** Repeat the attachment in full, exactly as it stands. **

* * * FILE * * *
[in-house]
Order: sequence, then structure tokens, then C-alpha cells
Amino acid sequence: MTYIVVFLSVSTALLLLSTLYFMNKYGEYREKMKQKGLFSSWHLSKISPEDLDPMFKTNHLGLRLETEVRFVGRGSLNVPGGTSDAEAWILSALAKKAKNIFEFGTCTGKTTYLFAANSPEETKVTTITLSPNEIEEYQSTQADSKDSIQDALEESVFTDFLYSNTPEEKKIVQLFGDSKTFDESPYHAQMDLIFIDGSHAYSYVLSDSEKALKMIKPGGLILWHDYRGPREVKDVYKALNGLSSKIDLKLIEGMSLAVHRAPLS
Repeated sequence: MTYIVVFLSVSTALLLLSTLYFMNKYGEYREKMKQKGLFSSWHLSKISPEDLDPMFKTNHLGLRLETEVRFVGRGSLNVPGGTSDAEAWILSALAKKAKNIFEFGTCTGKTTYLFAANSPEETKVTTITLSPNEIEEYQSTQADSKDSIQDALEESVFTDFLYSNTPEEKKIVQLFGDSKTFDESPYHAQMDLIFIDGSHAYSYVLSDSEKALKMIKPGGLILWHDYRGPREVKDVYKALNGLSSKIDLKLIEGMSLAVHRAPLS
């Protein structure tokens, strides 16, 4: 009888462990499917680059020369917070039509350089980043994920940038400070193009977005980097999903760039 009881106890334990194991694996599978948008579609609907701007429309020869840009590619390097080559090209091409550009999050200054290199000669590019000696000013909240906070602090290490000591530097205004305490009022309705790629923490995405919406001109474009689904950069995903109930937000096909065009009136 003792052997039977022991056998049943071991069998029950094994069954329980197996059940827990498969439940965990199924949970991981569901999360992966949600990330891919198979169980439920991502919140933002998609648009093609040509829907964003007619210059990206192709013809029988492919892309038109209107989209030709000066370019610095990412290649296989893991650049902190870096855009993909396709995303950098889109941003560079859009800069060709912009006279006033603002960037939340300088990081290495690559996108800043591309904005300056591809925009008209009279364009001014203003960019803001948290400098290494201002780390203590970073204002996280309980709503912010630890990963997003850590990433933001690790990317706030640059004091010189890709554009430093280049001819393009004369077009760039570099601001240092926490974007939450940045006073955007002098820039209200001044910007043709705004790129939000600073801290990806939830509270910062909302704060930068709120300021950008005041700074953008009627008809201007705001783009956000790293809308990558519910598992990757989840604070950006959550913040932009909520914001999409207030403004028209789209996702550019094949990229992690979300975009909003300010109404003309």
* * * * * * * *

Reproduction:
[in-house]
Order: sequence, then structure tokens, then C-alpha cells
Amino acid sequence: MTYIVVFLSVSTALLLLSTLYFMNKYGEYREKMKQKGLFSSWHLSKISPEDLDPMFKTNHLGLRLETEVRFVGRGSLNVPGGTSDAEAWILSALAKKAKNIFEFGTCTGKTTYLFAANSPEETKVTTITLSPNEIEEYQSTQADSKDSIQDALEESVFTDFLYSNTPEEKKIVQLFGDSKTFDESPYHAQMDLIFIDGSHAYSYVLSDSEKALKMIKPGGLILWHDYRGPREVKDVYKALNGLSSKIDLKLIEGMSLAVHRAPLS
Repeated sequence: MTYIVVFLSVSTALLLLSTLYFMNKYGEYREKMKQKGLFSSWHLSKISPEDLDPMFKTNHLGLRLETEVRFVGRGSLNVPGGTSDAEAWILSALAKKAKNIFEFGTCTGKTTYLFAANSPEETKVTTITLSPNEIEEYQSTQADSKDSIQDALEESVFTDFLYSNTPEEKKIVQLFGDSKTFDESPYHAQMDLIFIDGSHAYSYVLSDSEKALKMIKPGGLILWHDYRGPREVKDVYKALNGLSSKIDLKLIEGMSLAVHRAPLS
């Protein structure tokens, strides 16, 4: 009888462990499917680059020369917070039509350089980043994920940038400070193009977005980097999903760039 009881106890334990194991694996599978948008579609609907701007429309020869840009590619390097080559090209091409550009999050200054290199000669590019000696000013909240906070602090290490000591530097205004305490009022309705790629923490995405919406001109474009689904950069995903109930937000096909065009009136 003792052997039977022991056998049943071991069998029950094994069954329980197996059940827990498969439940965990199924949970991981569901999360992966949600990330891919198979169980439920991502919140933002998609648009093609040509829907964003007619210059990206192709013809029988492919892309038109209107989209030709000066370019610095990412290649296989893991650049902190870096855009993909396709995303950098889109941003560079859009800069060709912009006279006033603002960037939340300088990081290495690559996108800043591309904005300056591809925009008209009279364009001014203003960019803001948290400098290494201002780390203590970073204002996280309980709503912010630890990963997003850590990433933001690790990317706030640059004091010189890709554009430093280049001819393009004369077009760039570099601001240092926490974007939450940045006073955007002098820039209200001044910007043709705004790129939000600073801290990806939830509270910062909302704060930068709120300021950008005041700074953008009627008809201007705001783009956000790293809308990558519910598992990757989840604070950006959550913040932009909520914001999409207030403004028209789209996702550019094949990229992690979300975009909003300010109404003309």